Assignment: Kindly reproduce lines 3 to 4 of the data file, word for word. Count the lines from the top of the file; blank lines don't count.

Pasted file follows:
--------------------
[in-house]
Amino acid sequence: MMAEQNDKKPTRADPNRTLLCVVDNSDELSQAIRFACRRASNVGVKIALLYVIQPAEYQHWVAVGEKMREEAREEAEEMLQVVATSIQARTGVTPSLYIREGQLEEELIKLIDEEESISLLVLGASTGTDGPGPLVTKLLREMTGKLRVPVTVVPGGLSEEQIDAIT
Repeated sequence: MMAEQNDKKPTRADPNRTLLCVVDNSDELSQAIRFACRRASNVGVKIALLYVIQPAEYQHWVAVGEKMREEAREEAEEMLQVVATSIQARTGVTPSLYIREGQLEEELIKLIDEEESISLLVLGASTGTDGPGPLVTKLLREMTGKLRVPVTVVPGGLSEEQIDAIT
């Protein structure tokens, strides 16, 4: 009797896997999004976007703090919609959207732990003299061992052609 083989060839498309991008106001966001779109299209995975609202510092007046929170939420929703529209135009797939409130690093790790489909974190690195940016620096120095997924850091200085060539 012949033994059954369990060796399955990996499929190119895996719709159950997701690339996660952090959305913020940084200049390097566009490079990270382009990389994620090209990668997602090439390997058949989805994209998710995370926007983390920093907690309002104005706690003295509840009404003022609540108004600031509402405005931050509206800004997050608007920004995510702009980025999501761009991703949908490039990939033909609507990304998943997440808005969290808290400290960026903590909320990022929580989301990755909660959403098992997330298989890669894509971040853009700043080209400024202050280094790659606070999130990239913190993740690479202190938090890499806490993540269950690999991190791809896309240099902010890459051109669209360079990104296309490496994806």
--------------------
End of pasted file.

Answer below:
Repeated sequence: MMAEQNDKKPTRADPNRTLLCVVDNSDELSQAIRFACRRASNVGVKIALLYVIQPAEYQHWVAVGEKMREEAREEAEEMLQVVATSIQARTGVTPSLYIREGQLEEELIKLIDEEESISLLVLGASTGTDGPGPLVTKLLREMTGKLRVPVTVVPGGLSEEQIDAIT
């Protein structure tokens, strides 16, 4: 009797896997999004976007703090919609959207732990003299061992052609 083989060839498309991008106001966001779109299209995975609202510092007046929170939420929703529209135009797939409130690093790790489909974190690195940016620096120095997924850091200085060539 012949033994059954369990060796399955990996499929190119895996719709159950997701690339996660952090959305913020940084200049390097566009490079990270382009990389994620090209990668997602090439390997058949989805994209998710995370926007983390920093907690309002104005706690003295509840009404003022609540108004600031509402405005931050509206800004997050608007920004995510702009980025999501761009991703949908490039990939033909609507990304998943997440808005969290808290400290960026903590909320990022929580989301990755909660959403098992997330298989890669894509971040853009700043080209400024202050280094790659606070999130990239913190993740690479202190938090890499806490993540269950690999991190791809896309240099902010890459051109669209360079990104296309490496994806």